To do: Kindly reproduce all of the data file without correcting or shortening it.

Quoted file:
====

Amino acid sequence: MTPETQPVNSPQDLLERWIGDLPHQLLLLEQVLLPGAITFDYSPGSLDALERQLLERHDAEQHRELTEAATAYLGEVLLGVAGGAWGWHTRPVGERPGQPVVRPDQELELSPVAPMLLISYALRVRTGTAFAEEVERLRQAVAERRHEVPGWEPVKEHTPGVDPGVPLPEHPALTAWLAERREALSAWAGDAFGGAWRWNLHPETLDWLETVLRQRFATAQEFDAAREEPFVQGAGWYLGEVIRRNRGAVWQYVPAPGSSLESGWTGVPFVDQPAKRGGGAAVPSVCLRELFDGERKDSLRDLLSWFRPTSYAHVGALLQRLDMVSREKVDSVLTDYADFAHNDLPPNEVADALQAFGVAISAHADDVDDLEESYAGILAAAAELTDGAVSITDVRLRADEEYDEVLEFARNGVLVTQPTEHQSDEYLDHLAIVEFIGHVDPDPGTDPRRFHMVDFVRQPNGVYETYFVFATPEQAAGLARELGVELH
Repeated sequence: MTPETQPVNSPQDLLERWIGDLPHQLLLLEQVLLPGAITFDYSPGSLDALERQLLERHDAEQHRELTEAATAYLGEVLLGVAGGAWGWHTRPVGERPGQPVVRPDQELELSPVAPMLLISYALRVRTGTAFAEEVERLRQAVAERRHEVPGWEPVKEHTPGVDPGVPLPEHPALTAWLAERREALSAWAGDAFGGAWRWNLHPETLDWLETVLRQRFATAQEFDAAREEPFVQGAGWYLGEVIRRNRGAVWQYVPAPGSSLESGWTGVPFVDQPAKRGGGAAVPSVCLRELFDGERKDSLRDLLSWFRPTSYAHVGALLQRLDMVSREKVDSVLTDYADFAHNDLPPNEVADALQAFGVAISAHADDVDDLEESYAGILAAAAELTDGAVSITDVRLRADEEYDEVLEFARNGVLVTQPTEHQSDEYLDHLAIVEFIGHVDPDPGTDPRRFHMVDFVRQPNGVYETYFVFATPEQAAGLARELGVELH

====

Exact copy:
Amino acid sequence: MTPETQPVNSPQDLLERWIGDLPHQLLLLEQVLLPGAITFDYSPGSLDALERQLLERHDAEQHRELTEAATAYLGEVLLGVAGGAWGWHTRPVGERPGQPVVRPDQELELSPVAPMLLISYALRVRTGTAFAEEVERLRQAVAERRHEVPGWEPVKEHTPGVDPGVPLPEHPALTAWLAERREALSAWAGDAFGGAWRWNLHPETLDWLETVLRQRFATAQEFDAAREEPFVQGAGWYLGEVIRRNRGAVWQYVPAPGSSLESGWTGVPFVDQPAKRGGGAAVPSVCLRELFDGERKDSLRDLLSWFRPTSYAHVGALLQRLDMVSREKVDSVLTDYADFAHNDLPPNEVADALQAFGVAISAHADDVDDLEESYAGILAAAAELTDGAVSITDVRLRADEEYDEVLEFARNGVLVTQPTEHQSDEYLDHLAIVEFIGHVDPDPGTDPRRFHMVDFVRQPNGVYETYFVFATPEQAAGLARELGVELH
Repeated sequence: MTPETQPVNSPQDLLERWIGDLPHQLLLLEQVLLPGAITFDYSPGSLDALERQLLERHDAEQHRELTEAATAYLGEVLLGVAGGAWGWHTRPVGERPGQPVVRPDQELELSPVAPMLLISYALRVRTGTAFAEEVERLRQAVAERRHEVPGWEPVKEHTPGVDPGVPLPEHPALTAWLAERREALSAWAGDAFGGAWRWNLHPETLDWLETVLRQRFATAQEFDAAREEPFVQGAGWYLGEVIRRNRGAVWQYVPAPGSSLESGWTGVPFVDQPAKRGGGAAVPSVCLRELFDGERKDSLRDLLSWFRPTSYAHVGALLQRLDMVSREKVDSVLTDYADFAHNDLPPNEVADALQAFGVAISAHADDVDDLEESYAGILAAAAELTDGAVSITDVRLRADEEYDEVLEFARNGVLVTQPTEHQSDEYLDHLAIVEFIGHVDPDPGTDPRRFHMVDFVRQPNGVYETYFVFATPEQAAGLARELGVELH